Energy & Sustainability
Hamster Powered Submarine

This project dates back to 2009, but it’s entirely new to me: the HPS Hamstar is a hamster-powered submarine constructed out of a 3-liter bottle, a hamster wheel, and a few other household materials (with a total cost of $57). Its maiden voyage—documented above—was powered by Houdina, now in retirement after a single trip in the submersible. According to the creator of the HPS Hamstar, “the major difference between steam power and hamster power is that you don’t have to shovel hamsters into a furnace.” All joking aside, one of the objectives of the project was that “the life and well being of the hamster must not be compromised in any way.” [via Neatorama]

22 thoughts on “Hamster Powered Submarine

  1. Interestingly, in the Falklands when they were whaling, they needed fuel to melt down the blubber to make whale oil. There is a lack of trees so they need a fuel. They ended up using penguins and throwing another penguin on the fire. I’m sure if they had large source of hamsters they would have done the same. 

    1. I smell bullshit. Or do you have a citation? For 19th century whaling ships, blubber rendering was a self-sustaining process. Once a batch of blubber yielded up its oil, whalers were left with a pile of highly flammable solid scraps, which they threw into the fire to continue heating the try-pot for the next batch. I seriously doubt that whole penguins would be a very efficient fuel. At the very least, they’d have to be gutted, which seems like major a waste of effort considering the easy availability of tried-out blubber scraps.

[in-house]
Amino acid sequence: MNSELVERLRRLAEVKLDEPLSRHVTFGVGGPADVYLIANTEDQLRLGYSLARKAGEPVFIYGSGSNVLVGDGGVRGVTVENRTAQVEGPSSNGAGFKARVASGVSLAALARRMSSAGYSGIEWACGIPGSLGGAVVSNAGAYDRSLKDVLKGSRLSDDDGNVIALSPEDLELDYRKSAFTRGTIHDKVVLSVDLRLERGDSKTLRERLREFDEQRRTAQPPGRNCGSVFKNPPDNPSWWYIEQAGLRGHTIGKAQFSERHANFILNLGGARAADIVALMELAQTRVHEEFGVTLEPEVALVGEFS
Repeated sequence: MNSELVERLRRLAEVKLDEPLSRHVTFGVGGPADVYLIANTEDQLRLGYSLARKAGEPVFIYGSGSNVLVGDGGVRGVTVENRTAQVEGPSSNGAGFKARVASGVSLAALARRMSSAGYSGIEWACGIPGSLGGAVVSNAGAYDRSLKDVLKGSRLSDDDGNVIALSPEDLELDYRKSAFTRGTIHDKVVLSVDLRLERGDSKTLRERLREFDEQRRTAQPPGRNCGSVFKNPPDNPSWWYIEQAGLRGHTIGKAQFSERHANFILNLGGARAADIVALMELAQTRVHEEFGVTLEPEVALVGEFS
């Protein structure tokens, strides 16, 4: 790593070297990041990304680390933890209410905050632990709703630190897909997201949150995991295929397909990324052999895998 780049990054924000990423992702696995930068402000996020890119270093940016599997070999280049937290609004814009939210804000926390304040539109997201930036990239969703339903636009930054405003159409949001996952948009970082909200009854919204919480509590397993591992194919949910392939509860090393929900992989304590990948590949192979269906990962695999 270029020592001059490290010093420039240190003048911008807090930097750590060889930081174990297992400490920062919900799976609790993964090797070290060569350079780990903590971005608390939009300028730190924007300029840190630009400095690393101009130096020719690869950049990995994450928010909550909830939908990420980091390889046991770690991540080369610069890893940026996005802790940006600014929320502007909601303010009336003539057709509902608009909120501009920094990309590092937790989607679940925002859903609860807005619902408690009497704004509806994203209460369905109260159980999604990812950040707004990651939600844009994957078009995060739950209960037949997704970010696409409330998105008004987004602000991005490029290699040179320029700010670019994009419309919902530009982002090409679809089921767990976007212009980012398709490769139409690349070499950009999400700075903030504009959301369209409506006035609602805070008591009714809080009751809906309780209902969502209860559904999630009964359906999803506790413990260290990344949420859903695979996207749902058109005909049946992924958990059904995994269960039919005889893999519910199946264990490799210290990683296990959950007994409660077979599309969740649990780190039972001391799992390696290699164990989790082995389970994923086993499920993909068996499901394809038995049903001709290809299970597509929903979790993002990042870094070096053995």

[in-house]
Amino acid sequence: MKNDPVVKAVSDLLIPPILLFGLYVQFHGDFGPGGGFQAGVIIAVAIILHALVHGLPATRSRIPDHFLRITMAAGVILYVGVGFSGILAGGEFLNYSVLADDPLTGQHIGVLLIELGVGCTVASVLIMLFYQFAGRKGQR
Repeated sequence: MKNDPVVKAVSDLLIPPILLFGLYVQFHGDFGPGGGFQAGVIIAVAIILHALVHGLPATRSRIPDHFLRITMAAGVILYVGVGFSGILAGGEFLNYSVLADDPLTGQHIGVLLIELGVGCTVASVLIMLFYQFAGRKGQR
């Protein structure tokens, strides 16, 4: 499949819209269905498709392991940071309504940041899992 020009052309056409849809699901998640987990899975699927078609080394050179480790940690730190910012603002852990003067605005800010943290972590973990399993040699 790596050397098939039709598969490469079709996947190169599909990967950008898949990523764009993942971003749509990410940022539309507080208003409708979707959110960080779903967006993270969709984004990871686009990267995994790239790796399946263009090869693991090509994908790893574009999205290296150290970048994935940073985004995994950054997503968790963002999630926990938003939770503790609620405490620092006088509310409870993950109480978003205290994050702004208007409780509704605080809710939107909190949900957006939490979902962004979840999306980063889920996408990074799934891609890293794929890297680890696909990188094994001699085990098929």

2. This is very irresponsible and shameful. How many idiots are going to abuse hamsters, gerbils etc to play with this idea? What’s the use of it? It’s sick and disgusting that people see animals as things to be used in this way.

  3. Normal subs started very similarly: the Drebbel and Hunley boats were both human-powered,  and some suggestions of earlier craft were not dissimilar.

  4. I am not entirely sure what to make of it. What is actually powered by the hamster wheel?
    I guess for the hamster this enclosure is not much worse than a habitrail cage, and at least he doesn’t have to stay in that contraption for too long.

    The hamster does seem to panic though (Hamsters run either for pleasure or out of fear, in this case, being tugged about in a bottle I guess he’s frightened)…. Then again pretty much anything a child does with a hamster will freighten him…

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Matt Richardson is a San Francisco-based creative technologist and Contributing Editor at MAKE. He’s the co-author of Getting Started with Raspberry Pi and the author of Getting Started with BeagleBone.

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